A typical brake pad consists of four parts: binder, reinforced fibers, friction performance modifiers, and padding. Up to 20 different raw materials may be used in the composition. While manufacturers carefully guard disclosing these formulas, a few studies have looked into brake composition such as the use of cashew nut shell liquid, reduction of copper content of brakes affecting water quality, and the surface ware of the brake.
We decided to look into this ourselves with a highly useful algorithm in energy dispersive spectroscopy (EDS) on a scanning electron microscope (SEM). The software feature, called COMPASS, runs a principal component statistical analysis on the EDS spectra generated in the SEM. While most EDS systems separate the constituent parts by elements, COMPASS software pulls discrete “phases” from its EDS data. Now we can look at materials not as a disorganized grouping of elements commonly found in EDS, but as the individual components of oxides, sulfates and element-rich phases in order to better characterize complex materials.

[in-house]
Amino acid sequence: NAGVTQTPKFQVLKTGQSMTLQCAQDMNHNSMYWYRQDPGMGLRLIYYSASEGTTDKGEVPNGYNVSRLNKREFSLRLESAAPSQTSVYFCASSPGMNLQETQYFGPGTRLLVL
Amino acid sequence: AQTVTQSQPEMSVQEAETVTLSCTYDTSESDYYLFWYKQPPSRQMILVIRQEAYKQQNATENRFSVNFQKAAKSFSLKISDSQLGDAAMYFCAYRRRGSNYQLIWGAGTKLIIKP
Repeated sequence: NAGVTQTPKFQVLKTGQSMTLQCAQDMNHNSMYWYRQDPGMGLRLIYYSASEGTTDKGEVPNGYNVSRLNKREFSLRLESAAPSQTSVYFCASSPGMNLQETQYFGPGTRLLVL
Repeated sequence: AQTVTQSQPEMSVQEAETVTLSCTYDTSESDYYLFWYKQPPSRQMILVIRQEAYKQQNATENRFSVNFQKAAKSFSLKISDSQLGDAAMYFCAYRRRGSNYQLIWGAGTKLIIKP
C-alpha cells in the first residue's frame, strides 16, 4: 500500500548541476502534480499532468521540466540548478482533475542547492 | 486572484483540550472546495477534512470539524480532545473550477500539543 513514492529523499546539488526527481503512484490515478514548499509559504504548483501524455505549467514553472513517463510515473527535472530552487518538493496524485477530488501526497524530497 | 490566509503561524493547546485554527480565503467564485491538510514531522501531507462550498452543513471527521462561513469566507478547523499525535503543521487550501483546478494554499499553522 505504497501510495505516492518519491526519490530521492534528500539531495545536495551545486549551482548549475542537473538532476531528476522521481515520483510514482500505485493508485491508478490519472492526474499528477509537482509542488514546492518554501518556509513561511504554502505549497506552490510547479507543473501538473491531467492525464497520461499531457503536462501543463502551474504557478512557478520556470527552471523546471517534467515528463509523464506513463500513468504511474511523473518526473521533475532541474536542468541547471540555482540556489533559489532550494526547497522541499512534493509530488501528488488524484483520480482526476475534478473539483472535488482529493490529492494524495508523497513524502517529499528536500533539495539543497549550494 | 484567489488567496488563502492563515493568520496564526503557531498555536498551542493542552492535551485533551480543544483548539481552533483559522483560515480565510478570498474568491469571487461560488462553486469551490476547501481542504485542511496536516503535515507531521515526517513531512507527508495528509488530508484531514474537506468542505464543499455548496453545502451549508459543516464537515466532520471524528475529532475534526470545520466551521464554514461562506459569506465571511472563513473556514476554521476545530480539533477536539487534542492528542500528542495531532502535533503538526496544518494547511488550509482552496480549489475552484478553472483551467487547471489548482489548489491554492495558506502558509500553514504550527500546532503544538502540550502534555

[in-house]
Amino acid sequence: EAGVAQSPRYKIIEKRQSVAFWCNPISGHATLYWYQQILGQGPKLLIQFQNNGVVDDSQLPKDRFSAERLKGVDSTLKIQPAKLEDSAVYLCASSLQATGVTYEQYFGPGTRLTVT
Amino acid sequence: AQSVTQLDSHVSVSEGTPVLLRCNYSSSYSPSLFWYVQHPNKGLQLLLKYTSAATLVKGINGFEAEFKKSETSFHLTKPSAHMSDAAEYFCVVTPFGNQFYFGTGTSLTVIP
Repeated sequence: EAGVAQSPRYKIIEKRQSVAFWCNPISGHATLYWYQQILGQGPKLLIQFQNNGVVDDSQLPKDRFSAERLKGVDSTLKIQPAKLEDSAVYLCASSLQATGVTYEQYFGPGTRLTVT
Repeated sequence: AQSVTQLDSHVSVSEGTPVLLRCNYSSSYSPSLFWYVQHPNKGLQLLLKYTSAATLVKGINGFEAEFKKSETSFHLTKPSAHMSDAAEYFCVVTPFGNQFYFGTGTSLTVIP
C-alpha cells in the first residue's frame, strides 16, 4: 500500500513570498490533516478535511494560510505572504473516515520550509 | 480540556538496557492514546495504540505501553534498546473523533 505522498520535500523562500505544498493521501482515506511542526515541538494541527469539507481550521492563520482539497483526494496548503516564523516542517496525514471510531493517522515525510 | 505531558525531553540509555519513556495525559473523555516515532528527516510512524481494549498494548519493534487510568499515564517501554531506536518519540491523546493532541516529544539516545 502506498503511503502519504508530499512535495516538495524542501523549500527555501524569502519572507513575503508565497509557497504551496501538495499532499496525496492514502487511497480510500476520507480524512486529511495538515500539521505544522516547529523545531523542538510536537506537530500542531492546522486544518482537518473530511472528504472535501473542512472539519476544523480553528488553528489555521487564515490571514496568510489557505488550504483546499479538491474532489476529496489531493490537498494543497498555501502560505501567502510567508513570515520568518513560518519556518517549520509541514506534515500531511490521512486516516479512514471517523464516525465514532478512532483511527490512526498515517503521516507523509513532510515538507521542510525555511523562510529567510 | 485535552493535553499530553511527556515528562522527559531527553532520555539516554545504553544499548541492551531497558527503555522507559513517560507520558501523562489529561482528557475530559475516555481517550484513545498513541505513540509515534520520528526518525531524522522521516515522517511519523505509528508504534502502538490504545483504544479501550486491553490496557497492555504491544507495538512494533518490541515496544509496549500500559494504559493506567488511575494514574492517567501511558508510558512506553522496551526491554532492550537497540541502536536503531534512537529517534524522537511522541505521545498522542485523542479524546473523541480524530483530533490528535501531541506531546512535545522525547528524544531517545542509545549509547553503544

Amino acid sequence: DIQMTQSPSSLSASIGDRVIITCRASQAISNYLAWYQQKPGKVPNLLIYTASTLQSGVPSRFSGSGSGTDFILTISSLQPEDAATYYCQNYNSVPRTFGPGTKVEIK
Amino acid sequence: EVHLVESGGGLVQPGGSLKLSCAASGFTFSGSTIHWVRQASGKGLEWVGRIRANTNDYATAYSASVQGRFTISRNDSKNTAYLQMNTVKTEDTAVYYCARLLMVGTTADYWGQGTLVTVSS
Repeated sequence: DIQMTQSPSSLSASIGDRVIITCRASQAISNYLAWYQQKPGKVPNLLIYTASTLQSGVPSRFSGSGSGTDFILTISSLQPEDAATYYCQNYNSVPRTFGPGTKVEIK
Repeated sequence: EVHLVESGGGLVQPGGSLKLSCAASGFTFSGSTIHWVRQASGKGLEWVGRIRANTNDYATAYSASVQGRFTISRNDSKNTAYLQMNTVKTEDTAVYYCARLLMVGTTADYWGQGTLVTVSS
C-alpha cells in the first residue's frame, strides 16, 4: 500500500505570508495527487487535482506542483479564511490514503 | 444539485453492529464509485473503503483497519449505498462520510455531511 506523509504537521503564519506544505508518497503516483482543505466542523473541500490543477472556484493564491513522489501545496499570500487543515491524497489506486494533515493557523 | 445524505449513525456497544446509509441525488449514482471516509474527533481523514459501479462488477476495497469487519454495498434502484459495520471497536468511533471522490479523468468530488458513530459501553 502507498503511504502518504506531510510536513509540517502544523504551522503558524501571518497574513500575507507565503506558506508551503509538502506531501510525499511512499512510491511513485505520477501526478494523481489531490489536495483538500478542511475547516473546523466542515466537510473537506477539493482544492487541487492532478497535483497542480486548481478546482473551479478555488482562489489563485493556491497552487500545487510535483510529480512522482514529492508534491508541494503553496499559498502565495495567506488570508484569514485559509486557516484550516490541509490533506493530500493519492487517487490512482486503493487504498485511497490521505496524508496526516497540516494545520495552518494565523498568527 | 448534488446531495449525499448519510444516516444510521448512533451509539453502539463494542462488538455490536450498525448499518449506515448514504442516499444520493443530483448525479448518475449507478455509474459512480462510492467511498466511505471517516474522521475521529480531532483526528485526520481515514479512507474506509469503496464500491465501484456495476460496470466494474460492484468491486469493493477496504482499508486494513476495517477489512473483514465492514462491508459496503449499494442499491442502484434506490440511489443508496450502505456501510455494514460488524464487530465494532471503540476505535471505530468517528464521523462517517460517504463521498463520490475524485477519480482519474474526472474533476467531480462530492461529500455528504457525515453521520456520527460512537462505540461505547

In our application note “Statistical Approach to EDS Analysis of an Automotive Disc Brake Pad,” one of our application scientists decided to look at a used brake pad he has taken off his 2008 Dodge Caravan. Not only did we learn about the complexity of our average automotive brake pad, but we also learned how our unique COMPASS algorithm found ten unique structures within the material. Not only was this analysis comprehensive, it only took us a few minutes to run the software. The somewhat commonplace analysis shows the utility and value of our exclusive software feature.